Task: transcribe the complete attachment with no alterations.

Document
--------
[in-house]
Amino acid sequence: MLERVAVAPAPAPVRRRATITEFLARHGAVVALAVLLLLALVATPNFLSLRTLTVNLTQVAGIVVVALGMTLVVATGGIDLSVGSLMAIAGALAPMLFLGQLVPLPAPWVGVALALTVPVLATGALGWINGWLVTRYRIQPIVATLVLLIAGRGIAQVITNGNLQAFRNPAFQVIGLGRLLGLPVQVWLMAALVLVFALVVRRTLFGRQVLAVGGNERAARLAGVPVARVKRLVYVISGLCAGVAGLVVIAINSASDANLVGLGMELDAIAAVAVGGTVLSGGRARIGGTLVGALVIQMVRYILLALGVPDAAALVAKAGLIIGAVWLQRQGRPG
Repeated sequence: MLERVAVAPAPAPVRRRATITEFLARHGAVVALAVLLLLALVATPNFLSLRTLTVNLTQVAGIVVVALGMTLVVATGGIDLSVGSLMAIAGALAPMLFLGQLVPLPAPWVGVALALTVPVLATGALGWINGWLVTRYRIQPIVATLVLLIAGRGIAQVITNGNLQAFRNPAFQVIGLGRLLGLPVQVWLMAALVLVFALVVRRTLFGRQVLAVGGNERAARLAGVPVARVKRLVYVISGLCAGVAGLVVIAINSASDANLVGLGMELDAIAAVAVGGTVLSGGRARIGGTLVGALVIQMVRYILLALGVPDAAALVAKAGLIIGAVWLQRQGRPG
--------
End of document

[in-house]
Amino acid sequence: MLERVAVAPAPAPVRRRATITEFLARHGAVVALAVLLLLALVATPNFLSLRTLTVNLTQVAGIVVVALGMTLVVATGGIDLSVGSLMAIAGALAPMLFLGQLVPLPAPWVGVALALTVPVLATGALGWINGWLVTRYRIQPIVATLVLLIAGRGIAQVITNGNLQAFRNPAFQVIGLGRLLGLPVQVWLMAALVLVFALVVRRTLFGRQVLAVGGNERAARLAGVPVARVKRLVYVISGLCAGVAGLVVIAINSASDANLVGLGMELDAIAAVAVGGTVLSGGRARIGGTLVGALVIQMVRYILLALGVPDAAALVAKAGLIIGAVWLQRQGRPG
Repeated sequence: MLERVAVAPAPAPVRRRATITEFLARHGAVVALAVLLLLALVATPNFLSLRTLTVNLTQVAGIVVVALGMTLVVATGGIDLSVGSLMAIAGALAPMLFLGQLVPLPAPWVGVALALTVPVLATGALGWINGWLVTRYRIQPIVATLVLLIAGRGIAQVITNGNLQAFRNPAFQVIGLGRLLGLPVQVWLMAALVLVFALVVRRTLFGRQVLAVGGNERAARLAGVPVARVKRLVYVISGLCAGVAGLVVIAINSASDANLVGLGMELDAIAAVAVGGTVLSGGRARIGGTLVGALVIQMVRYILLALGVPDAAALVAKAGLIIGAVWLQRQGRPG